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The GDPR – A guide for park owners

It may not be the first thing a park owner thinks about, but data protection laws here in the UK apply as much to holiday and home parks as they do to any other business sector. In May next year the General Data Protection Regulation (GDPR) will come into effect and is set to introduce some significant changes.

The impact of these changes and identifying what issues are relevant will be a challenge for many park owners. So what is changing and what should you be doing now to make sure that next year does not hold any nasty surprises?

Does the GDPR apply to me?

The answer is almost certainly yes. The obligations of GDPR fall on all organisations which process personal data regardless of their size or type. “Processing” includes using data in almost any way whatsoever (including receiving it, storing it, copying it and destroying it); personal data is any information from which a living individual can be identified. Those definitions are very broad and as a park owner or operator you are almost certainly subject to the GDPR and everything in it.  

Brexit and GDPR

One thing to note at the outset is that there is almost no chance of the GDPR going away. Technically it is already part of UK law and both the government and the Information Commissioner have made it clear that it will come into force as planned, regardless of how Brexit negotiations go. Even if there was a complete change of direction, you would still have to comply with the GDPR if you sell goods or services to EU citizens.

The changes: rights of individuals

In a nutshell, old rights are being strengthened and new rights being introduced. There is a new “right to be forgotten” which gives individuals the right to require you to remove their data from your systems and the right to data portability, designed to allow individuals to obtain and reuse their personal data for their own purposes across different services. Subject Access Requests, which are nothing new, will have to be complied with in less time (one month as opposed to 40 days) and the right to impose a fee of up to £10 is being removed.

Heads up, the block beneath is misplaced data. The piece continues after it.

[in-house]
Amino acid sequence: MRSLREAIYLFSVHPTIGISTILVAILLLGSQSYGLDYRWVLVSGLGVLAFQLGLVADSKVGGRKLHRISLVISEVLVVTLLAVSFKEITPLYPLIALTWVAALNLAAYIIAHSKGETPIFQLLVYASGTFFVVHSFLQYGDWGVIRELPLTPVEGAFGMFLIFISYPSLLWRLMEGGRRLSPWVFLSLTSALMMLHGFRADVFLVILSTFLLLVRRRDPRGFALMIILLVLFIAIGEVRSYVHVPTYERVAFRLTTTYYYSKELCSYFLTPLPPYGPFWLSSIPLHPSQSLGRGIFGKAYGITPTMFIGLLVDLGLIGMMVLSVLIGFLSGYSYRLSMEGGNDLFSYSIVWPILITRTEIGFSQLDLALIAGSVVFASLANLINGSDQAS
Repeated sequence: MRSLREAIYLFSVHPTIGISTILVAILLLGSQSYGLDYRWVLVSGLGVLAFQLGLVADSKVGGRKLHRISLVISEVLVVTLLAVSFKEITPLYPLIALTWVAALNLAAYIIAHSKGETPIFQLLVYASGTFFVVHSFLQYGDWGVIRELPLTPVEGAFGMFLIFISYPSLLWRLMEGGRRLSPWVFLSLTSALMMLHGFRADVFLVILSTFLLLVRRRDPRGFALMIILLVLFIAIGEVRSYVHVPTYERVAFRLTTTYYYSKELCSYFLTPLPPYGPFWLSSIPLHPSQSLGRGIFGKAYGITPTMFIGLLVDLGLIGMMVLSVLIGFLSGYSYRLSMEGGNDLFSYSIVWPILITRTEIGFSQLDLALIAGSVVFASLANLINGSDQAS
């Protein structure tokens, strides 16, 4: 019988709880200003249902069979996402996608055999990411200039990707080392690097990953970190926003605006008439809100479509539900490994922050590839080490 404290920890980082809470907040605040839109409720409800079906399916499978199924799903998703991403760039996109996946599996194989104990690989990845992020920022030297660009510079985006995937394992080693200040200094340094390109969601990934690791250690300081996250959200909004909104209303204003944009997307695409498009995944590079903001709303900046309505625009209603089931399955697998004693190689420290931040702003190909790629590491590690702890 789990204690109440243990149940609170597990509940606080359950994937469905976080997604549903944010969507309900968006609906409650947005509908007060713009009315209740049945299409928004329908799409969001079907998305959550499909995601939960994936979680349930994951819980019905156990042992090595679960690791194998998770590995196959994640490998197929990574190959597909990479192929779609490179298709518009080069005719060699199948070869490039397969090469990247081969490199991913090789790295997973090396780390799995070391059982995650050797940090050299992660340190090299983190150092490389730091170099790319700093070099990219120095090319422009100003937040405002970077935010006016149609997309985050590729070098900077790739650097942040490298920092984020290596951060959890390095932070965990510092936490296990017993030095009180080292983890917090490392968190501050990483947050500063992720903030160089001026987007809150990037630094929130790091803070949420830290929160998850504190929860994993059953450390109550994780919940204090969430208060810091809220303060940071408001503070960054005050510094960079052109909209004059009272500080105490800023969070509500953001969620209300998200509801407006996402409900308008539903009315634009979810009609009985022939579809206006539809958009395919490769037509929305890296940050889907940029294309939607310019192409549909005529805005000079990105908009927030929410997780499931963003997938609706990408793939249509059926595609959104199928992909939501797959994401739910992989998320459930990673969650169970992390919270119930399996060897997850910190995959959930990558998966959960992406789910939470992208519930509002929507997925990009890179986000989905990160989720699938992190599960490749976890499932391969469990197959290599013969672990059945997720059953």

Even where individuals’ rights remain the same, the obligations placed on organisations in relation to them are set to become stricter. Keeping a record of the decisions you make regarding data protection is now a legal requirement, as is maintaining records of what data you have and why you have it. Much more information is now expected to be provided to individuals as well in the form of privacy policies.

It is important to note that these obligations apply regardless of the size of your operation.

What to do now? 

  1. Make sure that the key decision makers are aware of data protection generally and that the law is changing in less than a year. Provide staff training to those who handle the data on a day to day basis and ensure they are up to speed with the obligations on the business and the way to use/store data that is obtained.
  2. Assess what information you have, where it came from and who you share it with. What you will need to do will depend on the data that you have.
  3. Document the result of your assessment.
  4. Check that you have privacy policies in place and if so that they set out the basis for processing data and what you do with it.
  5. Familiarise yourself with the rights of individuals and satisfy yourself that you can deal with a request for those rights to be acted on. If you are a large operator, you should have written procedures in place to do so and make sure that your employees recognise such a request if one comes in.
  6. Make sure you know what to do if there is a data breach (for example, if an individual’s data goes astray). Put a procedure in place to deal with reporting and investigating a breach.
  7. Record everything you do. Accountability, being able to show what you have done to comply with your obligations, will be vital.
  8. Don’t leave everything until the last minute do a data protection audit now!


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